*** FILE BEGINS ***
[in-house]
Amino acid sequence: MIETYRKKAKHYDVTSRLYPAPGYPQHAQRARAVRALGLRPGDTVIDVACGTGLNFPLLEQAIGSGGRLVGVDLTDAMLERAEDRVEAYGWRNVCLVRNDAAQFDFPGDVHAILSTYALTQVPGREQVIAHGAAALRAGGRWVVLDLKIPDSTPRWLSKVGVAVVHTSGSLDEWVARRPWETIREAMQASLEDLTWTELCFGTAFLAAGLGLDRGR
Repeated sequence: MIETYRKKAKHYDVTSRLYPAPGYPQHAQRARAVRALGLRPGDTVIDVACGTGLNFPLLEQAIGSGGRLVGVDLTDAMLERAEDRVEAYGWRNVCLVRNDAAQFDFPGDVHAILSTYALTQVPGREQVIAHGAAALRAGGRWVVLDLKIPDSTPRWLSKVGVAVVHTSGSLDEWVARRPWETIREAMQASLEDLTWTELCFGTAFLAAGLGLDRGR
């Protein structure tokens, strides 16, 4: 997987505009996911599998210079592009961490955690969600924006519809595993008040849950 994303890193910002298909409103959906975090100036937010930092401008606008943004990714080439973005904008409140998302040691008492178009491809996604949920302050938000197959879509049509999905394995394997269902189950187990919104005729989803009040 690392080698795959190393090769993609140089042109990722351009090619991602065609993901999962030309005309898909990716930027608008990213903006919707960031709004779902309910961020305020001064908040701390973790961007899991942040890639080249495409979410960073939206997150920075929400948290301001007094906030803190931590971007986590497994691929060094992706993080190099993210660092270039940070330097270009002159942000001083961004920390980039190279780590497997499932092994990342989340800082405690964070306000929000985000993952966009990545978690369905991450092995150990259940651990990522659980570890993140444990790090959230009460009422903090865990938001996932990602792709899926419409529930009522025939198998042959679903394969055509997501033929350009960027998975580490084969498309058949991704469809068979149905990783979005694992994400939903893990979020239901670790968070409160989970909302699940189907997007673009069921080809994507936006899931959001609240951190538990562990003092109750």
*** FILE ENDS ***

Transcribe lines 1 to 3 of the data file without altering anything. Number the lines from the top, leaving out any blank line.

[in-house]
Amino acid sequence: MIETYRKKAKHYDVTSRLYPAPGYPQHAQRARAVRALGLRPGDTVIDVACGTGLNFPLLEQAIGSGGRLVGVDLTDAMLERAEDRVEAYGWRNVCLVRNDAAQFDFPGDVHAILSTYALTQVPGREQVIAHGAAALRAGGRWVVLDLKIPDSTPRWLSKVGVAVVHTSGSLDEWVARRPWETIREAMQASLEDLTWTELCFGTAFLAAGLGLDRGR
Repeated sequence: MIETYRKKAKHYDVTSRLYPAPGYPQHAQRARAVRALGLRPGDTVIDVACGTGLNFPLLEQAIGSGGRLVGVDLTDAMLERAEDRVEAYGWRNVCLVRNDAAQFDFPGDVHAILSTYALTQVPGREQVIAHGAAALRAGGRWVVLDLKIPDSTPRWLSKVGVAVVHTSGSLDEWVARRPWETIREAMQASLEDLTWTELCFGTAFLAAGLGLDRGR